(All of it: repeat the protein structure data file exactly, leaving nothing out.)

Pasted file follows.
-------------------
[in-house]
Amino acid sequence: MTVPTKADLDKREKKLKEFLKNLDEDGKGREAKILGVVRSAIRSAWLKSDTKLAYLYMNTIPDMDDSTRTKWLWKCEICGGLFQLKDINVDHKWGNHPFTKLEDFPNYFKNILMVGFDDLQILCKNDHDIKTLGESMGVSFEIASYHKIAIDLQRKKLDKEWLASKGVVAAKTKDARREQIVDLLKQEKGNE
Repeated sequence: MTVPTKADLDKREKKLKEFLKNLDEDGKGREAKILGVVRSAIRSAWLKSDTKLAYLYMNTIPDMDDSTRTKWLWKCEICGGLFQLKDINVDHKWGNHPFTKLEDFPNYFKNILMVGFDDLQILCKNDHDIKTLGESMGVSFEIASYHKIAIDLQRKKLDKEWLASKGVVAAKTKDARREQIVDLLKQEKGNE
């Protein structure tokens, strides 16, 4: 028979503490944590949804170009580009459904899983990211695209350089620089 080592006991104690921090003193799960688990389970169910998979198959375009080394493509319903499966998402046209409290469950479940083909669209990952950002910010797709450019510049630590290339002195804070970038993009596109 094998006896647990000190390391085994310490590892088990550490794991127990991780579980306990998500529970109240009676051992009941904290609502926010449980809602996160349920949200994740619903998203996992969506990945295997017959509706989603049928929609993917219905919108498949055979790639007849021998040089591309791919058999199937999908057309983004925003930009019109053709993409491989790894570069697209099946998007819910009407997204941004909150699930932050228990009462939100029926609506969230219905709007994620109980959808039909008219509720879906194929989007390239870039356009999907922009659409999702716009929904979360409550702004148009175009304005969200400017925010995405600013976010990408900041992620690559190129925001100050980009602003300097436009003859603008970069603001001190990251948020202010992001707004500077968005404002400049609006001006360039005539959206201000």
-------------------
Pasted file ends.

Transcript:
[in-house]
Amino acid sequence: MTVPTKADLDKREKKLKEFLKNLDEDGKGREAKILGVVRSAIRSAWLKSDTKLAYLYMNTIPDMDDSTRTKWLWKCEICGGLFQLKDINVDHKWGNHPFTKLEDFPNYFKNILMVGFDDLQILCKNDHDIKTLGESMGVSFEIASYHKIAIDLQRKKLDKEWLASKGVVAAKTKDARREQIVDLLKQEKGNE
Repeated sequence: MTVPTKADLDKREKKLKEFLKNLDEDGKGREAKILGVVRSAIRSAWLKSDTKLAYLYMNTIPDMDDSTRTKWLWKCEICGGLFQLKDINVDHKWGNHPFTKLEDFPNYFKNILMVGFDDLQILCKNDHDIKTLGESMGVSFEIASYHKIAIDLQRKKLDKEWLASKGVVAAKTKDARREQIVDLLKQEKGNE
């Protein structure tokens, strides 16, 4: 028979503490944590949804170009580009459904899983990211695209350089620089 080592006991104690921090003193799960688990389970169910998979198959375009080394493509319903499966998402046209409290469950479940083909669209990952950002910010797709450019510049630590290339002195804070970038993009596109 094998006896647990000190390391085994310490590892088990550490794991127990991780579980306990998500529970109240009676051992009941904290609502926010449980809602996160349920949200994740619903998203996992969506990945295997017959509706989603049928929609993917219905919108498949055979790639007849021998040089591309791919058999199937999908057309983004925003930009019109053709993409491989790894570069697209099946998007819910009407997204941004909150699930932050228990009462939100029926609506969230219905709007994620109980959808039909008219509720879906194929989007390239870039356009999907922009659409999702716009929904979360409550702004148009175009304005969200400017925010995405600013976010990408900041992620690559190129925001100050980009602003300097436009003859603008970069603001001190990251948020202010992001707004500077968005404002400049609006001006360039005539959206201000």